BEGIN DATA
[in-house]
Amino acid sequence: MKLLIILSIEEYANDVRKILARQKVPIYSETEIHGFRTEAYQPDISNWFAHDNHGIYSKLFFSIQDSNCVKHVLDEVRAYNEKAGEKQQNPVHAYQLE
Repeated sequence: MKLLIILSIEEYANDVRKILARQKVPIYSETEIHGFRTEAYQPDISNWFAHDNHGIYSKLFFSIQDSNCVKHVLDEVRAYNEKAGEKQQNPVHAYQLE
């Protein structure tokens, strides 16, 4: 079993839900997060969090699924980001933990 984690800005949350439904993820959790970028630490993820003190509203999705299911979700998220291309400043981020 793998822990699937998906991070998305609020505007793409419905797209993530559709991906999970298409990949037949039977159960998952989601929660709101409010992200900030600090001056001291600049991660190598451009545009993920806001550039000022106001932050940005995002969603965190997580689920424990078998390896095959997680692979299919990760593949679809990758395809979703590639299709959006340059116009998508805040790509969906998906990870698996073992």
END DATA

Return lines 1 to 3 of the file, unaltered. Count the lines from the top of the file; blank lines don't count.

[in-house]
Amino acid sequence: MKLLIILSIEEYANDVRKILARQKVPIYSETEIHGFRTEAYQPDISNWFAHDNHGIYSKLFFSIQDSNCVKHVLDEVRAYNEKAGEKQQNPVHAYQLE
Repeated sequence: MKLLIILSIEEYANDVRKILARQKVPIYSETEIHGFRTEAYQPDISNWFAHDNHGIYSKLFFSIQDSNCVKHVLDEVRAYNEKAGEKQQNPVHAYQLE